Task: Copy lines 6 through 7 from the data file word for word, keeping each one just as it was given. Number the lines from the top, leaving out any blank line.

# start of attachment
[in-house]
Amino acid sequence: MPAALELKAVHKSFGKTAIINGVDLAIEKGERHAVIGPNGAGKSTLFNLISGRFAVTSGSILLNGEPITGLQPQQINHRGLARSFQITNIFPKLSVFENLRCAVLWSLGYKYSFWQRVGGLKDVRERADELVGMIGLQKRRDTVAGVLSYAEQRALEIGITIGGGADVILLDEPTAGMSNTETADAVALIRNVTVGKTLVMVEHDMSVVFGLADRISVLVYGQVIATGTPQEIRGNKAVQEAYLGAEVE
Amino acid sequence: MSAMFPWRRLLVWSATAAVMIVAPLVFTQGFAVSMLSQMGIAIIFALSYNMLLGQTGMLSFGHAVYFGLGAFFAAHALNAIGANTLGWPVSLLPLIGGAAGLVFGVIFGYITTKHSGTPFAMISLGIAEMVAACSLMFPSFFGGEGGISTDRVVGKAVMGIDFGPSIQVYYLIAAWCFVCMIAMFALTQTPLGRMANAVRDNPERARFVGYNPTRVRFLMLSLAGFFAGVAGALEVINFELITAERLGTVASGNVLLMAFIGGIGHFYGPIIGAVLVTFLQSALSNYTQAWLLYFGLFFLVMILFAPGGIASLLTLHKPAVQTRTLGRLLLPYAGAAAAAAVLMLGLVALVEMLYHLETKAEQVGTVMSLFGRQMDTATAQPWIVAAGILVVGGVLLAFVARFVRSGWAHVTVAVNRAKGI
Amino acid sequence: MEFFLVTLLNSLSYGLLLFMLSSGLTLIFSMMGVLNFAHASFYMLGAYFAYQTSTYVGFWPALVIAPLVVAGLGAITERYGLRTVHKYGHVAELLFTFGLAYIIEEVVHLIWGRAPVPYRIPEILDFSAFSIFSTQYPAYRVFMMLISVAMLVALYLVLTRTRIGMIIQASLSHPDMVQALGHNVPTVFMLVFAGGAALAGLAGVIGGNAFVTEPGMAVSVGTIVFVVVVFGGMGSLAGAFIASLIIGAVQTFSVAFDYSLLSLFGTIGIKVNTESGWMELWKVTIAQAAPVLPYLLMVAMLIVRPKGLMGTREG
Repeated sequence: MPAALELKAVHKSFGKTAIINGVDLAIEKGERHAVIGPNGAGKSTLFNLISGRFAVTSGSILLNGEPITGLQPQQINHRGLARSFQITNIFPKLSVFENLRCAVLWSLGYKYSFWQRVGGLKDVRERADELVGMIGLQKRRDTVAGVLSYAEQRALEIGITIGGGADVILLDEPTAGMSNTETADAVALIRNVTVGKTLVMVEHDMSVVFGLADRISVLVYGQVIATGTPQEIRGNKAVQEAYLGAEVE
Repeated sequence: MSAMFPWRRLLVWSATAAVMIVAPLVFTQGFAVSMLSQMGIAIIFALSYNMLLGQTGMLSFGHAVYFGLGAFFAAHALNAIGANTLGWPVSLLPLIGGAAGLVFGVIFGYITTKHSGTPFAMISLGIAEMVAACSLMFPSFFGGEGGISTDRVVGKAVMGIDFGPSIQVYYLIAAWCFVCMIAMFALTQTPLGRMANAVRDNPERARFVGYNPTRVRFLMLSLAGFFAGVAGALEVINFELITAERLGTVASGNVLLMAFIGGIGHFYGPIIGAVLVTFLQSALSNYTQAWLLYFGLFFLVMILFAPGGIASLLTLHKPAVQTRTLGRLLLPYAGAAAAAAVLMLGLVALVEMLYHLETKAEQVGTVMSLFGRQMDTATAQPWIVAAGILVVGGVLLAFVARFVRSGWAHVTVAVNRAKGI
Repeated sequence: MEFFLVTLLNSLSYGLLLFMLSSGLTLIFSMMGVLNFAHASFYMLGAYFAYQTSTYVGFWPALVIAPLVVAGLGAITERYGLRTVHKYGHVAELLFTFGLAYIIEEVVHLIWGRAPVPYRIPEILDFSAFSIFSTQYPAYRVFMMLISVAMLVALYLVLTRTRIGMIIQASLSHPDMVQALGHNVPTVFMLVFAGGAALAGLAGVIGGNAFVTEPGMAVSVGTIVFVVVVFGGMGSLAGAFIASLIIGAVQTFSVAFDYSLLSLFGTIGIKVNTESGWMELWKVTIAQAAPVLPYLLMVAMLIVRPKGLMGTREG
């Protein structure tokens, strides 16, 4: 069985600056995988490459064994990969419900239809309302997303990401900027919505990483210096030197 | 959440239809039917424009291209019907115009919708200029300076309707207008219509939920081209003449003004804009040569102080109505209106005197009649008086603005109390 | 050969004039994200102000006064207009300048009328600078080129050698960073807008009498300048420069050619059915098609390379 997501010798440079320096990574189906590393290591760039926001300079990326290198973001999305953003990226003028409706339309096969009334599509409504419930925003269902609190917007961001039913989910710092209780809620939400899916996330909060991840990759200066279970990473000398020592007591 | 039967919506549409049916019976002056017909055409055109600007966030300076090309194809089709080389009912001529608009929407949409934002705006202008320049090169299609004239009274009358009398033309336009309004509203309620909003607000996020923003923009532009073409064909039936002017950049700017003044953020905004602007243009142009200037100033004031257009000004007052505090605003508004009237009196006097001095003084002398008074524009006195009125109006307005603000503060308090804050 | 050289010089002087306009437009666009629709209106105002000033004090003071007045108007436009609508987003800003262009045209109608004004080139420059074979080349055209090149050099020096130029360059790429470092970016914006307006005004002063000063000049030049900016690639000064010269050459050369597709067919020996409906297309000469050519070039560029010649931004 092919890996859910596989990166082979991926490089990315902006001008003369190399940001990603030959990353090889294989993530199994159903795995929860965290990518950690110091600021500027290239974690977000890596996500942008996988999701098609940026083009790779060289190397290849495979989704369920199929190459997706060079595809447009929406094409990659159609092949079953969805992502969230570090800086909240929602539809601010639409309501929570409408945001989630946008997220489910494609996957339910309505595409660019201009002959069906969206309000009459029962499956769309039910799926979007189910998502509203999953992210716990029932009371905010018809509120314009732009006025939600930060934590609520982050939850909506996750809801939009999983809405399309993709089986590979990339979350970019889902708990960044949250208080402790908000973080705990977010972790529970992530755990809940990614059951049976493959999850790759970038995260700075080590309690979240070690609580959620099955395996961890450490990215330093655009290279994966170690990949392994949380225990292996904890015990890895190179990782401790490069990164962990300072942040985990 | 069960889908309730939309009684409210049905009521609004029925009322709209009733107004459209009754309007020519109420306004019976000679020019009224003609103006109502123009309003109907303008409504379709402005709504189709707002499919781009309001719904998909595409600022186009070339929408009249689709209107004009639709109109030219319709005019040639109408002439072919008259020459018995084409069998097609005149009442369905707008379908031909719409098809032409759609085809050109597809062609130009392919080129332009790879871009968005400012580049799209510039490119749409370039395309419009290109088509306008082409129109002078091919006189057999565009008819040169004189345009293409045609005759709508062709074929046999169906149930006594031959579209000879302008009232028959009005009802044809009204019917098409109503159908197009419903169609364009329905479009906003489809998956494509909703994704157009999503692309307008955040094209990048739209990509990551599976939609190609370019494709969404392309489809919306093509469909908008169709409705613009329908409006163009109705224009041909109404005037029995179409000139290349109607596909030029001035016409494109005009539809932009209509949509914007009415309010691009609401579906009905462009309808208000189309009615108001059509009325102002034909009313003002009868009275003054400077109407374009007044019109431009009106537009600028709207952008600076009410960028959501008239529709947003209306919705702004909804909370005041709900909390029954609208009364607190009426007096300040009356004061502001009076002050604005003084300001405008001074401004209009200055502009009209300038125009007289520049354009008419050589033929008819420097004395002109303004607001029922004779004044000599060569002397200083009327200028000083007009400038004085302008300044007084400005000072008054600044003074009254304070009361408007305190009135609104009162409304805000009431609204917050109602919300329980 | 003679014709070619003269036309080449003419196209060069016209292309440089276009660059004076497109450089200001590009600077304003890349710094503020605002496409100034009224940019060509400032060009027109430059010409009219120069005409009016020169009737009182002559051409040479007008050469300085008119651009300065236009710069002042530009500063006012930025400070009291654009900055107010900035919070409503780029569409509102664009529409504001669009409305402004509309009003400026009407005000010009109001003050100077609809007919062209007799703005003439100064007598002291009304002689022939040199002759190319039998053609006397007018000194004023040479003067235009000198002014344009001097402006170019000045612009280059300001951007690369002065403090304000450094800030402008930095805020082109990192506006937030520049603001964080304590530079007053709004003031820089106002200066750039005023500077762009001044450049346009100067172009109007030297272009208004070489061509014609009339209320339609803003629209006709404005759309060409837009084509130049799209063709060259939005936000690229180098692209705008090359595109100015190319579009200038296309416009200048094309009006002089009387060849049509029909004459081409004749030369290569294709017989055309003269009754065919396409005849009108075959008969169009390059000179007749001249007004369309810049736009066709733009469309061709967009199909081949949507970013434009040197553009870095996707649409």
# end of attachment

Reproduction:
Repeated sequence: MSAMFPWRRLLVWSATAAVMIVAPLVFTQGFAVSMLSQMGIAIIFALSYNMLLGQTGMLSFGHAVYFGLGAFFAAHALNAIGANTLGWPVSLLPLIGGAAGLVFGVIFGYITTKHSGTPFAMISLGIAEMVAACSLMFPSFFGGEGGISTDRVVGKAVMGIDFGPSIQVYYLIAAWCFVCMIAMFALTQTPLGRMANAVRDNPERARFVGYNPTRVRFLMLSLAGFFAGVAGALEVINFELITAERLGTVASGNVLLMAFIGGIGHFYGPIIGAVLVTFLQSALSNYTQAWLLYFGLFFLVMILFAPGGIASLLTLHKPAVQTRTLGRLLLPYAGAAAAAAVLMLGLVALVEMLYHLETKAEQVGTVMSLFGRQMDTATAQPWIVAAGILVVGGVLLAFVARFVRSGWAHVTVAVNRAKGI
Repeated sequence: MEFFLVTLLNSLSYGLLLFMLSSGLTLIFSMMGVLNFAHASFYMLGAYFAYQTSTYVGFWPALVIAPLVVAGLGAITERYGLRTVHKYGHVAELLFTFGLAYIIEEVVHLIWGRAPVPYRIPEILDFSAFSIFSTQYPAYRVFMMLISVAMLVALYLVLTRTRIGMIIQASLSHPDMVQALGHNVPTVFMLVFAGGAALAGLAGVIGGNAFVTEPGMAVSVGTIVFVVVVFGGMGSLAGAFIASLIIGAVQTFSVAFDYSLLSLFGTIGIKVNTESGWMELWKVTIAQAAPVLPYLLMVAMLIVRPKGLMGTREG